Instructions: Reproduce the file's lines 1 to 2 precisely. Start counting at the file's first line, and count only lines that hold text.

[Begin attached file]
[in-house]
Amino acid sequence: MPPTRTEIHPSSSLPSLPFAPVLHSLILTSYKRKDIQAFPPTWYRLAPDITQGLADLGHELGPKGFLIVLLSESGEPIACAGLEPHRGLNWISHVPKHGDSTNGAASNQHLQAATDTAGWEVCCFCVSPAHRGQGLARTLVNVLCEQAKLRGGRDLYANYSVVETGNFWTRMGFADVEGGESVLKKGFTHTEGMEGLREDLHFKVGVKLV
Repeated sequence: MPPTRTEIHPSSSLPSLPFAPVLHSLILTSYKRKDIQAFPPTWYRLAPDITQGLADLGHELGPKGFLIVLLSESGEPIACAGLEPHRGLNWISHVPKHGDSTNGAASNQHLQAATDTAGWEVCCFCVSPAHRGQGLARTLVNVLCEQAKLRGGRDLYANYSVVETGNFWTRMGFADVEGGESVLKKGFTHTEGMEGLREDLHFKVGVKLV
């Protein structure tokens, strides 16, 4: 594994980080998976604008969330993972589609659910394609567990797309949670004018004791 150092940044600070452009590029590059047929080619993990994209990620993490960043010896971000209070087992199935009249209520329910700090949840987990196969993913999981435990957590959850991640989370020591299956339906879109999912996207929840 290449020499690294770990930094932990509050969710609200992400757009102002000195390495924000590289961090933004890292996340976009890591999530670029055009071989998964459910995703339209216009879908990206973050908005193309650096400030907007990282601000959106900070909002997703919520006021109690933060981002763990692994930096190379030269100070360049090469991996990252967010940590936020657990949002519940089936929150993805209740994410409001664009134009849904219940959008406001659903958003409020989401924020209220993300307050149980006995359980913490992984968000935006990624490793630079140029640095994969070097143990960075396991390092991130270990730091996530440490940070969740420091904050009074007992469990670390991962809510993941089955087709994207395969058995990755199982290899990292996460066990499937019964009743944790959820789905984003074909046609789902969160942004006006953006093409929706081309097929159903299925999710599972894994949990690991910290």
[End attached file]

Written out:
[in-house]
Amino acid sequence: MPPTRTEIHPSSSLPSLPFAPVLHSLILTSYKRKDIQAFPPTWYRLAPDITQGLADLGHELGPKGFLIVLLSESGEPIACAGLEPHRGLNWISHVPKHGDSTNGAASNQHLQAATDTAGWEVCCFCVSPAHRGQGLARTLVNVLCEQAKLRGGRDLYANYSVVETGNFWTRMGFADVEGGESVLKKGFTHTEGMEGLREDLHFKVGVKLV